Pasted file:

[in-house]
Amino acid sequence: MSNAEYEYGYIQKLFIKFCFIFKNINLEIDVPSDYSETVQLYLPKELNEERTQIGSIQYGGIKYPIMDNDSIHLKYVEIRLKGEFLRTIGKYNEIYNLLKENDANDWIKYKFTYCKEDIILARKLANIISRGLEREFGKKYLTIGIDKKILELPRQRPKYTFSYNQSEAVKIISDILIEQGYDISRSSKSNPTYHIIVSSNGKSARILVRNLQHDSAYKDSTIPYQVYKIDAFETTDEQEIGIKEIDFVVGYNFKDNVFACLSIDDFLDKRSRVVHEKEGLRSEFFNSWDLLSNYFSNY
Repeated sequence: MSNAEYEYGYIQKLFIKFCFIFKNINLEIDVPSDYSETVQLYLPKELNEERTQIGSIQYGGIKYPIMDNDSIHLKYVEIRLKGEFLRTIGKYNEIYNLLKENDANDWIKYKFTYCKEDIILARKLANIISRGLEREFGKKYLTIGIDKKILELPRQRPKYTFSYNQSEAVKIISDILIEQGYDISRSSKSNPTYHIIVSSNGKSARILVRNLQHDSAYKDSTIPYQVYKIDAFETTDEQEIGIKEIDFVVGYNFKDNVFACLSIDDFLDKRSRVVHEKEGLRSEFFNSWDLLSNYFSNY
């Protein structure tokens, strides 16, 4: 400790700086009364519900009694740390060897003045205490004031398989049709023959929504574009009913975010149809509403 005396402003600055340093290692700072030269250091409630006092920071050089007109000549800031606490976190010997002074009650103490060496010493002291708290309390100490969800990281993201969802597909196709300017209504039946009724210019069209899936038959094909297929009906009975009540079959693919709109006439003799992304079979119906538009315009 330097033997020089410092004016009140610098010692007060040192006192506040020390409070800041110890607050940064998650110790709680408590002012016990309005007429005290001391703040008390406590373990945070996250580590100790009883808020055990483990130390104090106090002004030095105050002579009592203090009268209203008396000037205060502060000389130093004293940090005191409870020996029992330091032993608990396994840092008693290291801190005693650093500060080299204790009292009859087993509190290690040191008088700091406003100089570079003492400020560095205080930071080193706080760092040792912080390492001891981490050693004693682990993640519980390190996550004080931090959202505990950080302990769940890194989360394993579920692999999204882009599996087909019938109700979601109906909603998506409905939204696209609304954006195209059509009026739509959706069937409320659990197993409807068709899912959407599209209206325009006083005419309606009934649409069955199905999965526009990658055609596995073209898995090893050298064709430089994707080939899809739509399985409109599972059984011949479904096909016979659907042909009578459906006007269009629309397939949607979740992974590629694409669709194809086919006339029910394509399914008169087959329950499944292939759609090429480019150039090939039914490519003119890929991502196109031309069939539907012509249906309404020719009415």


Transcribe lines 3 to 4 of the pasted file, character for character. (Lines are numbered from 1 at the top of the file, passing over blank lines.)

Repeated sequence: MSNAEYEYGYIQKLFIKFCFIFKNINLEIDVPSDYSETVQLYLPKELNEERTQIGSIQYGGIKYPIMDNDSIHLKYVEIRLKGEFLRTIGKYNEIYNLLKENDANDWIKYKFTYCKEDIILARKLANIISRGLEREFGKKYLTIGIDKKILELPRQRPKYTFSYNQSEAVKIISDILIEQGYDISRSSKSNPTYHIIVSSNGKSARILVRNLQHDSAYKDSTIPYQVYKIDAFETTDEQEIGIKEIDFVVGYNFKDNVFACLSIDDFLDKRSRVVHEKEGLRSEFFNSWDLLSNYFSNY
């Protein structure tokens, strides 16, 4: 400790700086009364519900009694740390060897003045205490004031398989049709023959929504574009009913975010149809509403 005396402003600055340093290692700072030269250091409630006092920071050089007109000549800031606490976190010997002074009650103490060496010493002291708290309390100490969800990281993201969802597909196709300017209504039946009724210019069209899936038959094909297929009906009975009540079959693919709109006439003799992304079979119906538009315009 330097033997020089410092004016009140610098010692007060040192006192506040020390409070800041110890607050940064998650110790709680408590002012016990309005007429005290001391703040008390406590373990945070996250580590100790009883808020055990483990130390104090106090002004030095105050002579009592203090009268209203008396000037205060502060000389130093004293940090005191409870020996029992330091032993608990396994840092008693290291801190005693650093500060080299204790009292009859087993509190290690040191008088700091406003100089570079003492400020560095205080930071080193706080760092040792912080390492001891981490050693004693682990993640519980390190996550004080931090959202505990950080302990769940890194989360394993579920692999999204882009599996087909019938109700979601109906909603998506409905939204696209609304954006195209059509009026739509959706069937409320659990197993409807068709899912959407599209209206325009006083005419309606009934649409069955199905999965526009990658055609596995073209898995090893050298064709430089994707080939899809739509399985409109599972059984011949479904096909016979659907042909009578459906006007269009629309397939949607979740992974590629694409669709194809086919006339029910394509399914008169087959329950499944292939759609090429480019150039090939039914490519003119890929991502196109031309069939539907012509249906309404020719009415």